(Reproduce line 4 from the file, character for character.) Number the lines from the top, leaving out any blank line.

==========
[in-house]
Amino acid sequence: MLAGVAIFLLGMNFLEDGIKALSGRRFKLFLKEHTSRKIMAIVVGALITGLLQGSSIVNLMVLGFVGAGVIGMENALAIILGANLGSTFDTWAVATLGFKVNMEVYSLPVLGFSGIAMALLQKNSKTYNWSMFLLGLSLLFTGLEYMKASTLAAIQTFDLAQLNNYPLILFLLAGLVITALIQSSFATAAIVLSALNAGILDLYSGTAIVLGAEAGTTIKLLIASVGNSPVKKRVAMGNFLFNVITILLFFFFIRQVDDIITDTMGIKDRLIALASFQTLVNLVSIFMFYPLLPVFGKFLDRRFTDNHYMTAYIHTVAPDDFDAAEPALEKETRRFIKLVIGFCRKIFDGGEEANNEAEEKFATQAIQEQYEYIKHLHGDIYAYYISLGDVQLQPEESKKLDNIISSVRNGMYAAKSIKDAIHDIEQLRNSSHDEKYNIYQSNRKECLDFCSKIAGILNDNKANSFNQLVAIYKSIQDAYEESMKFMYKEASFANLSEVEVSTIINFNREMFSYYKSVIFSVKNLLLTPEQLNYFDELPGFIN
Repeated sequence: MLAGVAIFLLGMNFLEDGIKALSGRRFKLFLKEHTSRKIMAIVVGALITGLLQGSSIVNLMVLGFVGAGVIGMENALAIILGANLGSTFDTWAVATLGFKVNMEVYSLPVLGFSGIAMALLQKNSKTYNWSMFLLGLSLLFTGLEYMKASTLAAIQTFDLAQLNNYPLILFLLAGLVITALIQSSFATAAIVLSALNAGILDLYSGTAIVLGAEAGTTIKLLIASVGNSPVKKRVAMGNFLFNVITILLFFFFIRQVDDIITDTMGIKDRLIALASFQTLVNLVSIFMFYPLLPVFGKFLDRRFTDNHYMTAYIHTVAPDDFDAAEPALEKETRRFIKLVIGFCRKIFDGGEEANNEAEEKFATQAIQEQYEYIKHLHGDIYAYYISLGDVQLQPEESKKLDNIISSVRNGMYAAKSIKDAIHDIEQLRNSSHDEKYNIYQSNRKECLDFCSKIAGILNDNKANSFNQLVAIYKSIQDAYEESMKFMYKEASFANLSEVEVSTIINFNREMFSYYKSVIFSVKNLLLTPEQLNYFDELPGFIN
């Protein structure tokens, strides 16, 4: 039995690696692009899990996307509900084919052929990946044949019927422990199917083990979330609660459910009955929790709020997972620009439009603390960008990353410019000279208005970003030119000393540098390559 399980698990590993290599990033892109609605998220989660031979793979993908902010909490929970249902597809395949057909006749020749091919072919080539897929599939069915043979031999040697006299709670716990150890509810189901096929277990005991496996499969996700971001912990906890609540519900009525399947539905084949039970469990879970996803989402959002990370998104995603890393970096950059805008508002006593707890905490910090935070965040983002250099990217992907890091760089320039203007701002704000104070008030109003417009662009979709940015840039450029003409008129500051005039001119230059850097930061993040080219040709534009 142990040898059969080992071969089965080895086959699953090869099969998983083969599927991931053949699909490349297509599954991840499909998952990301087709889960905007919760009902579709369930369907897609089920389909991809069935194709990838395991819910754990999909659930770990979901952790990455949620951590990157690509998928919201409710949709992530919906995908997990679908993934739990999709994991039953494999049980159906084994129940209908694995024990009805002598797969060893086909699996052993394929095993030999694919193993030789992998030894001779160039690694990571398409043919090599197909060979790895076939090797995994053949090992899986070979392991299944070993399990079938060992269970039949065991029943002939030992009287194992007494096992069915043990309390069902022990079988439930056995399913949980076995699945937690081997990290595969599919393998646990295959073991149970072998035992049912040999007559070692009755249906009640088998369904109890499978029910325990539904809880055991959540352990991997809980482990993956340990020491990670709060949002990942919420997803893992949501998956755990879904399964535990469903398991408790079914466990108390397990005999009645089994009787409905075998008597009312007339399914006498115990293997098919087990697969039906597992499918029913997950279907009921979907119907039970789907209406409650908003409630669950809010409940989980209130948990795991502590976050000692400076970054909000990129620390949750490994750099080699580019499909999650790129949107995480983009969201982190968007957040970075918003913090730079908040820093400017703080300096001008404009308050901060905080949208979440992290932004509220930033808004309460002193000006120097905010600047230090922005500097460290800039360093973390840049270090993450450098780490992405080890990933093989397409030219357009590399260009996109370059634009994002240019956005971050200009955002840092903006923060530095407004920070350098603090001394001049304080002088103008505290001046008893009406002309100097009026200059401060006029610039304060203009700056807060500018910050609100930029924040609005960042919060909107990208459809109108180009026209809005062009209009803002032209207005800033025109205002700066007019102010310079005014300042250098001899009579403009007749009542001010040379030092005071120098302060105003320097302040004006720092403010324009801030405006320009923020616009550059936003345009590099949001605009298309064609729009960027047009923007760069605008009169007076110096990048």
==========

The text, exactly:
């Protein structure tokens, strides 16, 4: 039995690696692009899990996307509900084919052929990946044949019927422990199917083990979330609660459910009955929790709020997972620009439009603390960008990353410019000279208005970003030119000393540098390559 399980698990590993290599990033892109609605998220989660031979793979993908902010909490929970249902597809395949057909006749020749091919072919080539897929599939069915043979031999040697006299709670716990150890509810189901096929277990005991496996499969996700971001912990906890609540519900009525399947539905084949039970469990879970996803989402959002990370998104995603890393970096950059805008508002006593707890905490910090935070965040983002250099990217992907890091760089320039203007701002704000104070008030109003417009662009979709940015840039450029003409008129500051005039001119230059850097930061993040080219040709534009 142990040898059969080992071969089965080895086959699953090869099969998983083969599927991931053949699909490349297509599954991840499909998952990301087709889960905007919760009902579709369930369907897609089920389909991809069935194709990838395991819910754990999909659930770990979901952790990455949620951590990157690509998928919201409710949709992530919906995908997990679908993934739990999709994991039953494999049980159906084994129940209908694995024990009805002598797969060893086909699996052993394929095993030999694919193993030789992998030894001779160039690694990571398409043919090599197909060979790895076939090797995994053949090992899986070979392991299944070993399990079938060992269970039949065991029943002939030992009287194992007494096992069915043990309390069902022990079988439930056995399913949980076995699945937690081997990290595969599919393998646990295959073991149970072998035992049912040999007559070692009755249906009640088998369904109890499978029910325990539904809880055991959540352990991997809980482990993956340990020491990670709060949002990942919420997803893992949501998956755990879904399964535990469903398991408790079914466990108390397990005999009645089994009787409905075998008597009312007339399914006498115990293997098919087990697969039906597992499918029913997950279907009921979907119907039970789907209406409650908003409630669950809010409940989980209130948990795991502590976050000692400076970054909000990129620390949750490994750099080699580019499909999650790129949107995480983009969201982190968007957040970075918003913090730079908040820093400017703080300096001008404009308050901060905080949208979440992290932004509220930033808004309460002193000006120097905010600047230090922005500097460290800039360093973390840049270090993450450098780490992405080890990933093989397409030219357009590399260009996109370059634009994002240019956005971050200009955002840092903006923060530095407004920070350098603090001394001049304080002088103008505290001046008893009406002309100097009026200059401060006029610039304060203009700056807060500018910050609100930029924040609005960042919060909107990208459809109108180009026209809005062009209009803002032209207005800033025109205002700066007019102010310079005014300042250098001899009579403009007749009542001010040379030092005071120098302060105003320097302040004006720092403010324009801030405006320009923020616009550059936003345009590099949001605009298309064609729009960027047009923007760069605008009169007076110096990048």